Parallel Computing Systems (PCS)

The Parallel Computing Systems (PCS) theme performs research on the design, programming and run-time management of multi-core and multi-processor computer systems. The modeling, analysis and optimization of the extra-functional aspects of these systems, such as performance, power/energy consumption but also the degree of productivity to design and program these systems, play a pivotal role in this work. The Systems and Networking Lab does research on four topics in the area PCS.

Modeling, Simulation and Exploration of Embedded Systems 
This research centers around the system-level modeling, simulation and exploration of multi- and many-core embedded computer systems with the purpose of efficiently and effectively designing, programming and (runtime) managing these systems. More specifically, the research focus is on the development of techniques, algorithms and tools for the analysis and optimization of so-called extra-functional system behavior, like system performance, power/energy consumption, reliability and costs. For more information see: dr. A.D. Pimentel.

Design and Verification of Real-Time Embedded Systems
Real-Time embedded systems are computing systems which are subject to stringent timing constraints, formulated in real, i.e., physical time. Many of these systems are safety-critical, meaning that a failure, including a timing error, may have costly, or even catastrophic consequences. Examples of such systems are the airbag controller in a car, or a flight control system in a modern airplane, or even the control systems in nuclear power plants. This research covers various aspects of the development, design and validation of these embedded real-time systems. For more information see: dr. ing. S.J. Altmeyer.

Programming Languages and Compilers for the Age of Many-Core
To effectively harness the compute power of today’s highly parallel and increasingly heterogeneous systems, programmers are forced into utilizing a variety of low-level, machine-oriented and ever changing programming models. This research focuses on high-level languages for concise, resource-agnostic programs and the necessary compiler and runtime system technologies to effectively and efficiently map these programs to diverse compute architectures. Our objective is to reconcile software engineering productivity, application portability and runtime performance in terms of latency, throughput, dependability and energy consumption. For more information see: dr. C. Grelck.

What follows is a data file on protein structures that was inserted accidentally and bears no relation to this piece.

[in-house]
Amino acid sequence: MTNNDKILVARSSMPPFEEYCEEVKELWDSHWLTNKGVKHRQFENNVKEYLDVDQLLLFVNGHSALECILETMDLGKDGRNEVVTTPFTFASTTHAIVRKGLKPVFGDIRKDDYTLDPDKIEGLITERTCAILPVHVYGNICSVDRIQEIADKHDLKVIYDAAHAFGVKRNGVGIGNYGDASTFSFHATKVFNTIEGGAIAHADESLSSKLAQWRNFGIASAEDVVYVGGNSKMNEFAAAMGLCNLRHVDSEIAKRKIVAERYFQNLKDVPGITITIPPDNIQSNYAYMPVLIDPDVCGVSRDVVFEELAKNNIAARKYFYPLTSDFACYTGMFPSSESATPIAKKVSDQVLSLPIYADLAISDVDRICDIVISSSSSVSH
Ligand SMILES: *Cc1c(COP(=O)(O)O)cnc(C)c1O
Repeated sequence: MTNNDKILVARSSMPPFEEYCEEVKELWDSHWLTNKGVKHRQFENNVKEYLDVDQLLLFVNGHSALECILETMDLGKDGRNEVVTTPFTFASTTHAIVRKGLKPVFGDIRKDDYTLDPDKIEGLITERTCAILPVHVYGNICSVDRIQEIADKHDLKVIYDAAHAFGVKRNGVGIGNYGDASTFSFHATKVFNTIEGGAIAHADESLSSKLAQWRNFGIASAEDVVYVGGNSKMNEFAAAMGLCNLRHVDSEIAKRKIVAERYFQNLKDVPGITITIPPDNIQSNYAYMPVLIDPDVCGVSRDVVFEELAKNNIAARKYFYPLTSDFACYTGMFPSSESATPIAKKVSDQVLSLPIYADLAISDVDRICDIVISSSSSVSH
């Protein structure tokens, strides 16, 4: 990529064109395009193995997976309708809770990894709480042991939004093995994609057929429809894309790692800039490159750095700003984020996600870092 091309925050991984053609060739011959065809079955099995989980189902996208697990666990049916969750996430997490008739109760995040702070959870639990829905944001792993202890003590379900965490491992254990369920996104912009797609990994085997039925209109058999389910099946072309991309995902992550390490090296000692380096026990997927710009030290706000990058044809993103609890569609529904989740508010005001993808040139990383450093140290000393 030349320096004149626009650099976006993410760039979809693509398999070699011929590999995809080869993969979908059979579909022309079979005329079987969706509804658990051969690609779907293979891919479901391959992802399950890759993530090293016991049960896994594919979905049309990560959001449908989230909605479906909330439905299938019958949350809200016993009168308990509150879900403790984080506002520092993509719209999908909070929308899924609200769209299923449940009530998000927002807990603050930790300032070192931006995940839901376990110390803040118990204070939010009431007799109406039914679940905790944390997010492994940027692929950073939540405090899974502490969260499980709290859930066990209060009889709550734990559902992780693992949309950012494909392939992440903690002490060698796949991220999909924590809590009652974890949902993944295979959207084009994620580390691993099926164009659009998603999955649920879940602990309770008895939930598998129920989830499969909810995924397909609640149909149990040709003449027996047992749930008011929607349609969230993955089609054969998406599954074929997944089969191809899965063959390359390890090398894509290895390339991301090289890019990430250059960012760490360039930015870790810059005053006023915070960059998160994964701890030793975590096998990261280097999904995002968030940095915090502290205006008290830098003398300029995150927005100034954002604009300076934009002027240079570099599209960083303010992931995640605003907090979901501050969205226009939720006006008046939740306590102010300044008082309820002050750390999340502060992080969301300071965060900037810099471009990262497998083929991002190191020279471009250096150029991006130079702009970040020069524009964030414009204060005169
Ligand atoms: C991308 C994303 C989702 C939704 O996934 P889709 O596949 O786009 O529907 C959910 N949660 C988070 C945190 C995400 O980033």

Performance Analysis, Modeling and Engineering
Today we build massively parallel, heterogeneous systems for many domains and applications, and it becomes increasingly difficult to assess their performance, and to further improve it. In this research, we focus on analytical and statistical frameworks for performance analysis and modeling of parallel, heterogeneous systems and workloads. We further pursue the design and development of systematic performance engineering methods. For more information see: dr. A.L. Varbanescu.

Performance Portability
With computing systems becoming increasingly diverse, portability can no longer resume to functionality alone. In this research, we investigate the concept of performance portability. We focus on the quantification and qualification of performance portability for systems, programming models, and applications. For more information see: dr. A.L. Varbanescu.